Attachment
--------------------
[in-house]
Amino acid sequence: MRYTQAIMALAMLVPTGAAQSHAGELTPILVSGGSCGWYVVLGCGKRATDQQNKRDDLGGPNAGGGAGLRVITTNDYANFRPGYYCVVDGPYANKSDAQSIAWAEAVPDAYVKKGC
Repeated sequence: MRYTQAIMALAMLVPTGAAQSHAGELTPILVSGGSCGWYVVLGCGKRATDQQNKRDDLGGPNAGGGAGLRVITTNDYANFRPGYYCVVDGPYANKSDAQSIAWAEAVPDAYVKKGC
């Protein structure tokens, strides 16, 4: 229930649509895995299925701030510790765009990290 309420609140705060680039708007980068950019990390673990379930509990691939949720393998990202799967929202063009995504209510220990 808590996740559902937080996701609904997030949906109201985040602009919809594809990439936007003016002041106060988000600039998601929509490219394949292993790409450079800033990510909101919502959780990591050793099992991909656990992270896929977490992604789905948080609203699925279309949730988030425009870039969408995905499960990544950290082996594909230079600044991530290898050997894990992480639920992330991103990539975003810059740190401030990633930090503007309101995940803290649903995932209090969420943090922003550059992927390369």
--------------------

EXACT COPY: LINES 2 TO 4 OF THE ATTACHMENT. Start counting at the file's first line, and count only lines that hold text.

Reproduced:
Amino acid sequence: MRYTQAIMALAMLVPTGAAQSHAGELTPILVSGGSCGWYVVLGCGKRATDQQNKRDDLGGPNAGGGAGLRVITTNDYANFRPGYYCVVDGPYANKSDAQSIAWAEAVPDAYVKKGC
Repeated sequence: MRYTQAIMALAMLVPTGAAQSHAGELTPILVSGGSCGWYVVLGCGKRATDQQNKRDDLGGPNAGGGAGLRVITTNDYANFRPGYYCVVDGPYANKSDAQSIAWAEAVPDAYVKKGC
């Protein structure tokens, strides 16, 4: 229930649509895995299925701030510790765009990290 309420609140705060680039708007980068950019990390673990379930509990691939949720393998990202799967929202063009995504209510220990 808590996740559902937080996701609904997030949906109201985040602009919809594809990439936007003016002041106060988000600039998601929509490219394949292993790409450079800033990510909101919502959780990591050793099992991909656990992270896929977490992604789905948080609203699925279309949730988030425009870039969408995905499960990544950290082996594909230079600044991530290898050997894990992480639920992330991103990539975003810059740190401030990633930090503007309101995940803290649903995932209090969420943090922003550059992927390369």